Workers Compensation


Kristi Reyes began experiencing a dull pain in her lower back. She initially attributed the pain to her bed mattress. That is, until the pain grew even stronger after she bought a new mattress. Eventually, Kristi concluded the repetitive lifting of boxes that weighed roughly 50 pounds at her workplace caused the dull pain, which has now morphed into acute lower back pain.

Kristi explored the workers’ compensation process and decided to pursue a claim against her employer. What exactly did Kristi have to do for her workers’ compensation claim to see the light of a legal day?

Receive a Medical Diagnosis

Kristi’s case required the immediate diagnosis of a physician. The fact that she waited long after the onset of the dull lower back pain could have hurt her workers’ compensation case. Many workers’ compensation cases involve workplace accidents that demand immediate medical care. If you suffer injuries from a workplace accident, you must receive immediate medical care to create the first in many stops along the workers’ compensation paper trail. Workers’ compensation policies typically include a clause that requires workers to seek immediate medical care. However, your employer might not be aware of the requirement, so make sure you own your workers’ compensation case by having your injuries diagnosed and treated by a health care facility.

Inform Your Employer

Every legally valid workers’ compensation policy includes a deadline that you have to meet for informing your employer about a workplace accident that leads to an injury or prolonged illness. For example, the State of New York requires workers to inform employers within 30 days of a workplace-related injury. However, you should inform your employer as soon as you suspect an illness or injury caused by an accident at work or a workplace environment. Remember to inform your employer in writing and make copies of the paperwork for potential legal proceedings. Your employer should have a workers’ compensation claim form that abides by state law.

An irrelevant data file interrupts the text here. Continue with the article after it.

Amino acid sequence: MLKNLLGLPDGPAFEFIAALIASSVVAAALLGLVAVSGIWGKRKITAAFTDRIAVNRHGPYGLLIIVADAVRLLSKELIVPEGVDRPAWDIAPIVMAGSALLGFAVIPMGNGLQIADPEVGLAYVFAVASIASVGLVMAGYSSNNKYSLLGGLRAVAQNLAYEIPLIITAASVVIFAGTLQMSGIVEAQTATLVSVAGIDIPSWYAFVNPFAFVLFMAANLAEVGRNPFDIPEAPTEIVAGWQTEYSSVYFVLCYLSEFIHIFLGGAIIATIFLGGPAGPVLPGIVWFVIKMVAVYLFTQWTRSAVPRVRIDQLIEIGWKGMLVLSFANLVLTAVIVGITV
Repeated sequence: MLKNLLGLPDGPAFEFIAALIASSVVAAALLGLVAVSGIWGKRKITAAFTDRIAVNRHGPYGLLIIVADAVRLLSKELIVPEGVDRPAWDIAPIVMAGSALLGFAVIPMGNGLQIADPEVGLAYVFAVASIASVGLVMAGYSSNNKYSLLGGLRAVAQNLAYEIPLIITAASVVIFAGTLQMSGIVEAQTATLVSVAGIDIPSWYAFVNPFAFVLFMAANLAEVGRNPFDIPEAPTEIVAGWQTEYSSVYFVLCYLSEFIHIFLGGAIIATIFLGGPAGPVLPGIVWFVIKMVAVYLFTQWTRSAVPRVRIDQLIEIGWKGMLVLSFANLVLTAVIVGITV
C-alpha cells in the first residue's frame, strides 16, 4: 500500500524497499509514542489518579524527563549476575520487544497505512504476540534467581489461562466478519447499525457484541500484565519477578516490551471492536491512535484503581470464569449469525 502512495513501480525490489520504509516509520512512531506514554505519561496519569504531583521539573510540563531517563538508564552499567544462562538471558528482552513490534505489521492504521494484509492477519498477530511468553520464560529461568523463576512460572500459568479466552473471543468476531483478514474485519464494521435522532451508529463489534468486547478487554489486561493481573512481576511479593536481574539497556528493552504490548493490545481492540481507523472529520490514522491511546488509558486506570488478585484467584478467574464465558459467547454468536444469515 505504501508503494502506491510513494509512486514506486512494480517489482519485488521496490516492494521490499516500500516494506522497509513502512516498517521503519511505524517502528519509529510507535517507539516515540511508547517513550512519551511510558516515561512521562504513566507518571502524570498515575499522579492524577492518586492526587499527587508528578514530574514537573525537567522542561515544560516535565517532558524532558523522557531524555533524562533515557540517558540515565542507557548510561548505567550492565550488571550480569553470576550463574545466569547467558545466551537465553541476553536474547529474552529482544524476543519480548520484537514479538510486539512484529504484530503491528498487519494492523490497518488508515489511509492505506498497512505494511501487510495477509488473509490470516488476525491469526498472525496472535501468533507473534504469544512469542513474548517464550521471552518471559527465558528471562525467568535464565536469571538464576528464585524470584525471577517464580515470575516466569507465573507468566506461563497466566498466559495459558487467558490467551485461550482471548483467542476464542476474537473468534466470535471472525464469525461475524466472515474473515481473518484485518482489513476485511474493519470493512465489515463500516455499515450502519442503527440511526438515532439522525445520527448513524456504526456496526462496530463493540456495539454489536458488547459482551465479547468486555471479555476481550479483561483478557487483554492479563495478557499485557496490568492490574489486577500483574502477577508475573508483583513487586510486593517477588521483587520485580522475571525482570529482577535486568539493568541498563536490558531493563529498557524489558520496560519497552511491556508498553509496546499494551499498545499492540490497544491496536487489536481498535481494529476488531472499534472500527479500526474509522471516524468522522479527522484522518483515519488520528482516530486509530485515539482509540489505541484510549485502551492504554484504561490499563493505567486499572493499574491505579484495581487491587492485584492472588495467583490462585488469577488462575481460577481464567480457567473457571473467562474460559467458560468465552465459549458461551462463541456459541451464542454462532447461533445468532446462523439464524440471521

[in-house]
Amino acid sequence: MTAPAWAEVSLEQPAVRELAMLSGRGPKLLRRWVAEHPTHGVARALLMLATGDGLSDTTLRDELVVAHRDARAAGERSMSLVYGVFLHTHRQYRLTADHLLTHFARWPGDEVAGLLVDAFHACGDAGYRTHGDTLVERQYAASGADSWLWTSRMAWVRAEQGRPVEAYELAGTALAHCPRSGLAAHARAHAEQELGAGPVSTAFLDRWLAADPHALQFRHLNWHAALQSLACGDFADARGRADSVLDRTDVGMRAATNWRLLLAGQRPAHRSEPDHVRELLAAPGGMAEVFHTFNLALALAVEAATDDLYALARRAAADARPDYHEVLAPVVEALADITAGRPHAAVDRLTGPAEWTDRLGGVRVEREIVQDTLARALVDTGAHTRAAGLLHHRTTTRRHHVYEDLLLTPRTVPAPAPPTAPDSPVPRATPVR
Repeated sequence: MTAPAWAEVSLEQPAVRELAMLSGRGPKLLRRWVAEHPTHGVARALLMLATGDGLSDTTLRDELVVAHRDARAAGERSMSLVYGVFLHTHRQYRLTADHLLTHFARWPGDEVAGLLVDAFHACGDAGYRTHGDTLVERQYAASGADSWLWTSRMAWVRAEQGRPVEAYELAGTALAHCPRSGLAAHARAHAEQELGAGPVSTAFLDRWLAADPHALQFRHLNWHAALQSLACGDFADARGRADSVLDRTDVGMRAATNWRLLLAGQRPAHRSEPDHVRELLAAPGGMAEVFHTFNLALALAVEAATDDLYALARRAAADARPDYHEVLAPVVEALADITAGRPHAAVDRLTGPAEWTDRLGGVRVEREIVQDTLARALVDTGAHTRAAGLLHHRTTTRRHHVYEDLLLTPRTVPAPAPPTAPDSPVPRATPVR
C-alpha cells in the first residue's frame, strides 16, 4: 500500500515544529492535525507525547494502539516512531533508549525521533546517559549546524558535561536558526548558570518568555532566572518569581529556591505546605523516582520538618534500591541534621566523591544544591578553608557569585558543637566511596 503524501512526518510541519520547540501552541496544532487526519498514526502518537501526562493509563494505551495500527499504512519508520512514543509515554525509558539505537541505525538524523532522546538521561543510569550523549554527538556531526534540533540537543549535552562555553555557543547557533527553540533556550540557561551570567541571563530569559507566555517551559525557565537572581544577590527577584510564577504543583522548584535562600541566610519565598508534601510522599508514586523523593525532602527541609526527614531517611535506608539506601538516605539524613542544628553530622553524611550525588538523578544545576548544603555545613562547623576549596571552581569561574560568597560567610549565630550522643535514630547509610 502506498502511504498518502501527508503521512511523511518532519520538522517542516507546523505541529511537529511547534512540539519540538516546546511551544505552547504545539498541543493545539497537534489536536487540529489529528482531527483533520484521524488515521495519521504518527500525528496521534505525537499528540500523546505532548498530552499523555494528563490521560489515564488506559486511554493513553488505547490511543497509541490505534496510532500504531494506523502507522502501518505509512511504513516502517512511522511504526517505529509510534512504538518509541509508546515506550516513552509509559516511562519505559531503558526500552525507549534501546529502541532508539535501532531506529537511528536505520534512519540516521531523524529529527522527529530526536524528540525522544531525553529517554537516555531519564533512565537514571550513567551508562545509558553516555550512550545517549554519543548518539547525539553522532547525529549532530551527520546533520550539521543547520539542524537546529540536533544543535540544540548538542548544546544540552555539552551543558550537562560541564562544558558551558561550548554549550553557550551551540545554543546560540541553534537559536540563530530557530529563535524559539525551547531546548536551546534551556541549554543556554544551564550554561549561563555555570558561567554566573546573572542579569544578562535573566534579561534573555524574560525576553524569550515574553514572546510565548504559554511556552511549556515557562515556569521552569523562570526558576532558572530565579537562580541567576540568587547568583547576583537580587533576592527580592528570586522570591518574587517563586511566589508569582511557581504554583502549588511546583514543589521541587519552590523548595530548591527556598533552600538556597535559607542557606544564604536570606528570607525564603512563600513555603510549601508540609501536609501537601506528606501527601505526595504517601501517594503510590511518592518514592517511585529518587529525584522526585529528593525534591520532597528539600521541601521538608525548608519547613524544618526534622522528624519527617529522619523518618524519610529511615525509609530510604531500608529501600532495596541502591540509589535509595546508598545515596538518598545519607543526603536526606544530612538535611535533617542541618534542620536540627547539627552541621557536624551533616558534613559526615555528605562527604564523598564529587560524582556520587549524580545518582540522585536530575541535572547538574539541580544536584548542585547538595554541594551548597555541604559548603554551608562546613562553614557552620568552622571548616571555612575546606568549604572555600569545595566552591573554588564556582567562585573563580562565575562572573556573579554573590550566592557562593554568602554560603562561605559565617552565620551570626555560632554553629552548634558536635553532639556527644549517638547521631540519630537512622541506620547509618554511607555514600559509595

Workers’ compensation claim forms should include the following information:

  • Type of injury
  • Severity of injury
  • Date and time of injury
  • Where in the workplace the injury occurred
  • The people involved in the accident
  • Detailed list of medical treatment received

Legal Responsibility of Your Employer

Your employer is required by state law to provide workers’ compensation coverage. Failure to provide workers’ compensation coverage results in fines, lawsuits, and criminal charges. Your employer cannot retaliate against you, if you pursue a workers’ compensation claim. In general, your employer has a strong incentive to comply with the state mandated workers’ compensation program. Employers file workers compensation claims with their insurance company and the state workers’ compensation board office.

After You File the Paperwork

Once you file workers’ compensation paperwork with your employer and the state workers’ comp board office, you have legally fulfilled your obligations. Nonetheless, you should continue to keep records as to how an injury or illness has adversely affected your personal and professional lives. Keep meticulous records of all expanses related to your workplace injury or illness. Most rejected workers’ compensation cases allow for an appeal under a process mandated by state law.

Seek the legal advice of a licensed employment law attorney to help you navigate the often complicated workers’ compensation process. Schedule a free initial consultation with a workers’ compensation specialist today to get the ball rolling on what typically involves a lengthy legal battle to get what you deserve under state law.

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